Filing a Wage and Hour Claim – Arkansas
Does Arkansas have state overtime laws that are different from federal law?
Under Arkansas law, employers must pay employees at a rate of one and one-half the employee’s regular hourly wage for working more than forty hours in one week.
Some employees are exempt from the overtime requirement. Employees engaged in administrative, professional, executive, agricultural or outside sales activities. Additionally, the following occupations are exempt under Arkansas law:
- United States employees
- Independent contractors
- Summer camp employees
Does Arkansas have a minimum wage that is different from federal law?
The state minimum wage in Arkansas is $6.25, less than the federal minimum wage. The state law excludes from coverage any employment that is subject to the Federal Fair Labor Standards Act (FLSA).
Generally, employers cannot use other costs of employment to decrease the minimum wage required. Employers cannot reduce the minimum wage by the cost to provide and maintain uniforms. Employers, however, can use tips and gratuities to reduce the minimum wage required to $2.63 per hour. Employers can decrease the minimum wage by the cost of meals and lodging by up to $0.30 per hour.
The following employees can be paid at a rate below the minimum wage:
- Disabled employees
- Full-time students
Does Arkansas have meal and rest break requirements, unlike federal law?
Arkansas does not have any meal or rest break requirements.
How do I file a wage/hour or labor standards claim in Arkansas?
The State Department of Labor’s Wage Claims section is responsible for collection of unpaid wages, vacation, bonuses, commissions, sick and severance pay.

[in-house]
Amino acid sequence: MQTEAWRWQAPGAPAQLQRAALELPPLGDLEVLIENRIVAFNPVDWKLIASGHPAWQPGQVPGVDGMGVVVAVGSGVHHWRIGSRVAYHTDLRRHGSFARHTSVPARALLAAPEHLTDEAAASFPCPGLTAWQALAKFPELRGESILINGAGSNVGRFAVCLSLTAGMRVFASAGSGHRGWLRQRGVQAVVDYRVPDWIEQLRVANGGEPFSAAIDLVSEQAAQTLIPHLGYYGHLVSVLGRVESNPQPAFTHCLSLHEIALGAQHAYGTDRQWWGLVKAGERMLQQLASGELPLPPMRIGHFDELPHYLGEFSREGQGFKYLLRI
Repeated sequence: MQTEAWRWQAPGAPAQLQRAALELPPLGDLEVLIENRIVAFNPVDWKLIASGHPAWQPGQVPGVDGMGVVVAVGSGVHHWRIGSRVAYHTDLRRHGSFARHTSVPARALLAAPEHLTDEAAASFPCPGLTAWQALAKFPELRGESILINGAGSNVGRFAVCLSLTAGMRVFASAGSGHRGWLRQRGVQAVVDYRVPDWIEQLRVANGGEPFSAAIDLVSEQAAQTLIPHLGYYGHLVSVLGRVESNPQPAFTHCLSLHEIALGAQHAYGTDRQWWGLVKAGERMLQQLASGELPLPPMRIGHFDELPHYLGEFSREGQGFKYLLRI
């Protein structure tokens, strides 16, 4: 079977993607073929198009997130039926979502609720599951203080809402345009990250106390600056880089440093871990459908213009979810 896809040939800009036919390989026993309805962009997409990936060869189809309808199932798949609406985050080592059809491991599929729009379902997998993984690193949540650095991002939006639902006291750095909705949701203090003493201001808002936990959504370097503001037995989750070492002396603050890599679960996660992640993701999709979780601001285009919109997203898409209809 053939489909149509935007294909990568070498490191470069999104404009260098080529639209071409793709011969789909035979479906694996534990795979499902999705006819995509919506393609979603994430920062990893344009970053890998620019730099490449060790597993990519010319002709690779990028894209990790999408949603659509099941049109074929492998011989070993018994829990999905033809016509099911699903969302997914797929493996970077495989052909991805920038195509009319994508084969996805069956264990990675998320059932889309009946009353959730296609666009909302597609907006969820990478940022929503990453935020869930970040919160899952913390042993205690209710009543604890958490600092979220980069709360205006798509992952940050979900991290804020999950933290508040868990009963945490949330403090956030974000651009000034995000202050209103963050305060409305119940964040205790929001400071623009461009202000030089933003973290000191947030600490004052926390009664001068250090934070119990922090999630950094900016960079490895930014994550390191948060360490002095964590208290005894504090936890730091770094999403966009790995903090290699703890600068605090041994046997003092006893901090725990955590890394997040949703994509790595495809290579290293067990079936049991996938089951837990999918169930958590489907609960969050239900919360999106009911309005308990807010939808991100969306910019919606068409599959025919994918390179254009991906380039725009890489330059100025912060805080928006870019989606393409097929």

There is no charge to the public for these services. The wage claim form is available online on the Department’s website at http://www.arkansas.gov/labor/pdf/wageclaim_form_electronic.pdf.
What are my time deadlines?
If you have a wage claim, do not delay in contacting the wage claims section. There are strict time limits in which wage claims must be filed.
As you might have other legal claims with deadlines, do not wait to file your claim until your time limit is close to expiring. You may wish to consult with an attorney prior to filing your claim, if possible. Yet if you are unable to find an attorney who will assist you, it is not necessary to have an attorney to file your claim
How can I or my attorney pursue a claim in court in Arkansas?
In Arkansas, employees can file a private lawsuit to recover unpaid wages plus attorney’s fees and court costs.
State Labor Agency
Department of Labor
Arkansas Department of Labor
10421 West Markham
Little Rock, AR 72205
Ph: (501) 682-4500
This material was originally prepared by attorney Joseph Jaramillo and former law clerks Keia Cole and Adam Weiss of the law firm Goldstein, Demchak Baller Borgen and Dardarian, and was updated by Professor Douglas D. Scherer, of Touro College, Jacob D. Fuchsberg Law Center. Professor Scherer also serves as the Vice President of Workplace Fairness.
© 2015 Workplace Fairness